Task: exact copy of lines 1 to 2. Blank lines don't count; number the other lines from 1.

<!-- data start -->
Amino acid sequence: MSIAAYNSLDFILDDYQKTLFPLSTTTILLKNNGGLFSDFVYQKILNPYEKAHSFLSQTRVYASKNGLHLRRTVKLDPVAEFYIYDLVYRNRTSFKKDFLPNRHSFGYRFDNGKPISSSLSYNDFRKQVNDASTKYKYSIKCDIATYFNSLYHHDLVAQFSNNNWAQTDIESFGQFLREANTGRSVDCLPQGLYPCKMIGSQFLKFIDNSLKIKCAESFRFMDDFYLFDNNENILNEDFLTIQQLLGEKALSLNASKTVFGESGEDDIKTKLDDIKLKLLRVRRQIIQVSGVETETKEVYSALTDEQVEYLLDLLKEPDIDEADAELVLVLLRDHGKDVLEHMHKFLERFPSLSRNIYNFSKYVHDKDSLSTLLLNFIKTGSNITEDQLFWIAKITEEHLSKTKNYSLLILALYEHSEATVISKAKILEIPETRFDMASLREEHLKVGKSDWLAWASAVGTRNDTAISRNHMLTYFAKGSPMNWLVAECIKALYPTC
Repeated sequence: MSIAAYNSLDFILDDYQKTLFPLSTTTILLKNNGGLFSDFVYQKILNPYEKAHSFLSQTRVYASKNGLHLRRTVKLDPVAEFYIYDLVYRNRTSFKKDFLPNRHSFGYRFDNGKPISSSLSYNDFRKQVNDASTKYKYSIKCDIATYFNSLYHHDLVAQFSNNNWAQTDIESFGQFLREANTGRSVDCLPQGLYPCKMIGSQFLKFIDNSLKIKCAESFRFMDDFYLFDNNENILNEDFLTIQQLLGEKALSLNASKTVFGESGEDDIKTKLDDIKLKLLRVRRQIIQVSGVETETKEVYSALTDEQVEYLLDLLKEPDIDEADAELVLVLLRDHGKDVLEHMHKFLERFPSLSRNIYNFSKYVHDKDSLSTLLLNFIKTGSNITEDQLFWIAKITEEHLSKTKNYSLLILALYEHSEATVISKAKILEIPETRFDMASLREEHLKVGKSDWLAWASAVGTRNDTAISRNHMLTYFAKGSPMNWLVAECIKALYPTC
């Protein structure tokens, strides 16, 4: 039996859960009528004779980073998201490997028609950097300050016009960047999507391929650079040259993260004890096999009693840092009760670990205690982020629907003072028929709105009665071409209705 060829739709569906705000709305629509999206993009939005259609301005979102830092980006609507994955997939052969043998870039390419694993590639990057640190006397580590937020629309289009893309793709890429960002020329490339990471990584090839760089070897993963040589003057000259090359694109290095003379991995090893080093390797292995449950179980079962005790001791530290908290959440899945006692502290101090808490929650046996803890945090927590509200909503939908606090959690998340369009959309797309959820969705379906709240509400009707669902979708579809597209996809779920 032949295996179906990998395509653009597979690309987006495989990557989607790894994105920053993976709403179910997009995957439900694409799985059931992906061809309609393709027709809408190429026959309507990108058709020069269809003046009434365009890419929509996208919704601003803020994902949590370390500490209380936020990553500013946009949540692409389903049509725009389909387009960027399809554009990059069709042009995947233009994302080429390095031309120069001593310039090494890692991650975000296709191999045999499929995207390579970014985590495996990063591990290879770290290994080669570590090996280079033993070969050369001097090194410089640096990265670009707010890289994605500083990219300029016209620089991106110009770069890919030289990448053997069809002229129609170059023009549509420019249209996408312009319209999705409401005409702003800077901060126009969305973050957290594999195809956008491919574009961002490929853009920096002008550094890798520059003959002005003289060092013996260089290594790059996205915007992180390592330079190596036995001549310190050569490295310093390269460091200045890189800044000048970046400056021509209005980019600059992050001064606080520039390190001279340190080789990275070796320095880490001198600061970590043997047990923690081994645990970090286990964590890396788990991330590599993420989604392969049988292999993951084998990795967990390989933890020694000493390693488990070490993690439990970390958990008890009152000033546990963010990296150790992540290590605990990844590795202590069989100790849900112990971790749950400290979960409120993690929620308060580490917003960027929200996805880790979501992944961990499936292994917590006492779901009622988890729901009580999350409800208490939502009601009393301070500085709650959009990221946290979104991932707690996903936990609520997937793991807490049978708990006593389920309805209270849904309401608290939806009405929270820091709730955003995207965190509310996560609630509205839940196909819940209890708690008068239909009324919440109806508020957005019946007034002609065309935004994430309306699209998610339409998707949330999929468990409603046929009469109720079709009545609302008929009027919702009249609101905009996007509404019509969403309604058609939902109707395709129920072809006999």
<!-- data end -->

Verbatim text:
Amino acid sequence: MSIAAYNSLDFILDDYQKTLFPLSTTTILLKNNGGLFSDFVYQKILNPYEKAHSFLSQTRVYASKNGLHLRRTVKLDPVAEFYIYDLVYRNRTSFKKDFLPNRHSFGYRFDNGKPISSSLSYNDFRKQVNDASTKYKYSIKCDIATYFNSLYHHDLVAQFSNNNWAQTDIESFGQFLREANTGRSVDCLPQGLYPCKMIGSQFLKFIDNSLKIKCAESFRFMDDFYLFDNNENILNEDFLTIQQLLGEKALSLNASKTVFGESGEDDIKTKLDDIKLKLLRVRRQIIQVSGVETETKEVYSALTDEQVEYLLDLLKEPDIDEADAELVLVLLRDHGKDVLEHMHKFLERFPSLSRNIYNFSKYVHDKDSLSTLLLNFIKTGSNITEDQLFWIAKITEEHLSKTKNYSLLILALYEHSEATVISKAKILEIPETRFDMASLREEHLKVGKSDWLAWASAVGTRNDTAISRNHMLTYFAKGSPMNWLVAECIKALYPTC
Repeated sequence: MSIAAYNSLDFILDDYQKTLFPLSTTTILLKNNGGLFSDFVYQKILNPYEKAHSFLSQTRVYASKNGLHLRRTVKLDPVAEFYIYDLVYRNRTSFKKDFLPNRHSFGYRFDNGKPISSSLSYNDFRKQVNDASTKYKYSIKCDIATYFNSLYHHDLVAQFSNNNWAQTDIESFGQFLREANTGRSVDCLPQGLYPCKMIGSQFLKFIDNSLKIKCAESFRFMDDFYLFDNNENILNEDFLTIQQLLGEKALSLNASKTVFGESGEDDIKTKLDDIKLKLLRVRRQIIQVSGVETETKEVYSALTDEQVEYLLDLLKEPDIDEADAELVLVLLRDHGKDVLEHMHKFLERFPSLSRNIYNFSKYVHDKDSLSTLLLNFIKTGSNITEDQLFWIAKITEEHLSKTKNYSLLILALYEHSEATVISKAKILEIPETRFDMASLREEHLKVGKSDWLAWASAVGTRNDTAISRNHMLTYFAKGSPMNWLVAECIKALYPTC